Early indication look like the cladding recently added to improve the aesthetics of the building was to blame, ACM (Aluminium Composite Material, aluminium sandwiching a polyethylene core) is supposed to have fire retardant properties but it's been linked to a number of fires in similar applications. Similar products are widely used in the building industry worldwide (including New Zealand.)

That said there are plenty of other examples I can think of where wooden panelling/facades/divider walls, combustible textile and tiles are used in multi-story residential buildings and no one seems to bat an eyelid.

good point . I suppose it comes down to a good escape plan, and limiting options e.g. sprinklers,fire extinguishers...
But you would have thought all that was standard in this day and age.
Although if you are at the top, how do you get out if it is all down below? should the fire not be able to spread from unit to unit, or at least from floor to floor.

It is horrendous. The London Councils are proposing that all multi story building have internal building and external cladding fire protection sprinklers fitted which sounds very reasonable.

BBC: London fire: Death toll rises to 17

BBC: London fire: What we know so far about Grenfell Tower

you would think at the very least the stairwell was protected with sprinklers, and made of non flammable materials internal and external

Retrofitting sprinkler systems sounds like a pretty big and expensive job to me. Who's going to foot the bill?

The same people who foot the bill for fire safety upgrades in New Zealand: the owners. In London they've apparently put the cost of even heat or smoke detectors ahead of a human lives and early fire service intervention.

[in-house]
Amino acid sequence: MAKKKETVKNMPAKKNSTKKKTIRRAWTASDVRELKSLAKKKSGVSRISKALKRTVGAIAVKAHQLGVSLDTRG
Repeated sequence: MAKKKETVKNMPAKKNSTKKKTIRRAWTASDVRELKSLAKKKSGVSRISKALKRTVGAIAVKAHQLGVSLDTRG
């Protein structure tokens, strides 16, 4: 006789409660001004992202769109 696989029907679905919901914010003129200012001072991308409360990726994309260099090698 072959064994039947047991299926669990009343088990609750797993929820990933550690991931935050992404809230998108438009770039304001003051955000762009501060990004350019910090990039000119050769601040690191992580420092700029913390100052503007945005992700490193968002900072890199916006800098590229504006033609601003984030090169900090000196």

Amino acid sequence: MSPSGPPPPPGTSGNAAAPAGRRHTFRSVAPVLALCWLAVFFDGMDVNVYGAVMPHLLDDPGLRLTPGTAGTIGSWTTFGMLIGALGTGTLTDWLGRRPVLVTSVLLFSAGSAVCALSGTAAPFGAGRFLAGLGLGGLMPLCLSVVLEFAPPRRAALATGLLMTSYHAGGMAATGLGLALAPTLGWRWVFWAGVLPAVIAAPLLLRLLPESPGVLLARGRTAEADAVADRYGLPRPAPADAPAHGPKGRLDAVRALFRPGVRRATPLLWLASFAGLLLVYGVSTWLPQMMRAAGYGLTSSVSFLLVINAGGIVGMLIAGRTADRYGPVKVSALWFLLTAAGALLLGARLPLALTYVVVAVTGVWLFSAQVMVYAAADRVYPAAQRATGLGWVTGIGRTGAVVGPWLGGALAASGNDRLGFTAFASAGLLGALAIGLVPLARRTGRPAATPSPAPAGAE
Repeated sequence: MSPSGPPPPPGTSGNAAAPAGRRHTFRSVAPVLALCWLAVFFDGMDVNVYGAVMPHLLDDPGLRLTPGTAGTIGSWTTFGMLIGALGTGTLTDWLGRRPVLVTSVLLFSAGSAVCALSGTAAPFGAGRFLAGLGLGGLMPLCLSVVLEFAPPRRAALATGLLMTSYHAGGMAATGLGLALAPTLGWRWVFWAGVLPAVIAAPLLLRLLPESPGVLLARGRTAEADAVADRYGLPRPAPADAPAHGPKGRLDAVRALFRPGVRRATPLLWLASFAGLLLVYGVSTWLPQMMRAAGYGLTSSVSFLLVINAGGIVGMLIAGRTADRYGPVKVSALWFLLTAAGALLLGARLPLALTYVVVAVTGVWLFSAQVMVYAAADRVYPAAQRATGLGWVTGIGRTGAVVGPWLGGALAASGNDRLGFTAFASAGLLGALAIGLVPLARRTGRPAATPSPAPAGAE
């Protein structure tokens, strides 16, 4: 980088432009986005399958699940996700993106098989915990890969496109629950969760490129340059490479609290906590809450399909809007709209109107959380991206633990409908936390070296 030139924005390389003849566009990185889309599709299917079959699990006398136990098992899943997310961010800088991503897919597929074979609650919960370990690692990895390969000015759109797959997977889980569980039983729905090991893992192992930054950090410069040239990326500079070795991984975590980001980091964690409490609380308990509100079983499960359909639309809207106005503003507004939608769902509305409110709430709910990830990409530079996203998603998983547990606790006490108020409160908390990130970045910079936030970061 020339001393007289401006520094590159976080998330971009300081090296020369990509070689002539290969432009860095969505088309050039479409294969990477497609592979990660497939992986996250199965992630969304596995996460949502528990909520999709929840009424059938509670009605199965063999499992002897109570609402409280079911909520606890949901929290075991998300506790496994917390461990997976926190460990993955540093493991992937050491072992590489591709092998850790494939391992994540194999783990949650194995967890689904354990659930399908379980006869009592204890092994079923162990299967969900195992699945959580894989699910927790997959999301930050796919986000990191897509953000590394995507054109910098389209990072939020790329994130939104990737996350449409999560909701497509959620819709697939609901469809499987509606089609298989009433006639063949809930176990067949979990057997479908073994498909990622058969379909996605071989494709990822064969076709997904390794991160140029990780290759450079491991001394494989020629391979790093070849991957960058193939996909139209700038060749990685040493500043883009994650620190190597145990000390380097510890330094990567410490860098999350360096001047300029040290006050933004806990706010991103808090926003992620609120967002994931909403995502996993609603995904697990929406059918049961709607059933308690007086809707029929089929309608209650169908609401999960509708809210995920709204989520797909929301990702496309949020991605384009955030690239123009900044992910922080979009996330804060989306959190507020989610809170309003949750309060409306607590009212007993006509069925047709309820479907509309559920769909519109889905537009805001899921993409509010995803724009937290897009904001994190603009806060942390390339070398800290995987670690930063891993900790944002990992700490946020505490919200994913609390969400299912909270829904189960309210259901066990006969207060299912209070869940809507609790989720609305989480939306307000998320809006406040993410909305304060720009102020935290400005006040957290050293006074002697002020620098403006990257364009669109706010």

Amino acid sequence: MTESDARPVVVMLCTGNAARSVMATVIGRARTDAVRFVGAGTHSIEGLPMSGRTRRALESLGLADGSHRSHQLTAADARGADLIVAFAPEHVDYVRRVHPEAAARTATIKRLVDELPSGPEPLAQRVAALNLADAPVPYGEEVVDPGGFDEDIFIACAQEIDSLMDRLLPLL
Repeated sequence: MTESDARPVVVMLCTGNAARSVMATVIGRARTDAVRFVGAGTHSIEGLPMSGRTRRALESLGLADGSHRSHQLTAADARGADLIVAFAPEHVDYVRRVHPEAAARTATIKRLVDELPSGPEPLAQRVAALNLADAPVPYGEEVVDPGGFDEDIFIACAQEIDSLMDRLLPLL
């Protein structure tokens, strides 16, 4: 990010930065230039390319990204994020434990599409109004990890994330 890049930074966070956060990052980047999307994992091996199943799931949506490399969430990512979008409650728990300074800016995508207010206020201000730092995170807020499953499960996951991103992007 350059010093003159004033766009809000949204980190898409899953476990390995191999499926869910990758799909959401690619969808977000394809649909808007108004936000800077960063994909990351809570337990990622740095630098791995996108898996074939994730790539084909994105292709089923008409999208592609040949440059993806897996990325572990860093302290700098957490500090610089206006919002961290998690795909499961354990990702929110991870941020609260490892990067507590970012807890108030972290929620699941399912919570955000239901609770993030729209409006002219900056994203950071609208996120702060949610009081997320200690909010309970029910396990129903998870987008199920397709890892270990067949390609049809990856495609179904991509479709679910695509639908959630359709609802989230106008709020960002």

If we can manage it here they surely London can as well.

I believe I saw in the Herald this morning Supreme Reverse Midas Nick Smith preemptively declaring there's "nothing to see here" in NZ's buildings.

(Comment in bad taste deleted, Ed).

I apologize but I have been very upset as I know people in that building.

Sandwich panel construction is common in industrial buildings but there was a push many years ago to move away from expanded polystyrene (EPS) core panels. There's a large range of mineral fibre insulation and PIR cores which are very resistant to fire spread.

It unlikely anyone would want to use sandwich panels for a multistory building as it would be a pretty terrible solution. It's suited to long runs of material and not being broken up by window penetrations. There are also building code rules around floor and wall junctions where there should be a fire barrier to stop rapid fire spread between floor levels.

The big issue with Grenfell Tower is that the building was recently retro fitted with these panels to improve the insulation of the building envelope. For the equivalent work in New Zealand even if the wrong product was used you would be required to install a fire alarm system throughout the building and have 6 monthly trial evacuations. The fire alarm system is what gives everyone automatic alerting and the evacuation training is so that people know to leave the building and not stay in the building while it is on fire.

There are smaller buildings that only require a manual alarm system but that's better than knocking on people's doors while they're asleep in the hope that they'll wake up and evacuate.

What happened in Melbourne is that the developers submitted plans to council stating one brand of cladding would be used (approved) and then they substituted it for another brand (cheap Chinese stuff) during the build. No one ever checks to see if the brand is the same, and it just gets signed off. In Melbourne they have identified over 50 residential towers with this cladding, but only two (one that caught fire, and another one) have been ordered to do something about it. The cost of remediation is $128,000 per apartment. They are death traps in the making - especially since many of them are rented to students and immigrants on a shared room basis, so there can be 8-10 people living in a 2 bedroom apartment (which is why the Latrobe building went up, as tenants were storing stuff on the balcony due to there being too many people living inside the apartment).

From other fires I've seen in Australia there are combustible claddings that for some reason comply with the requirements. There seem to be a number of problems.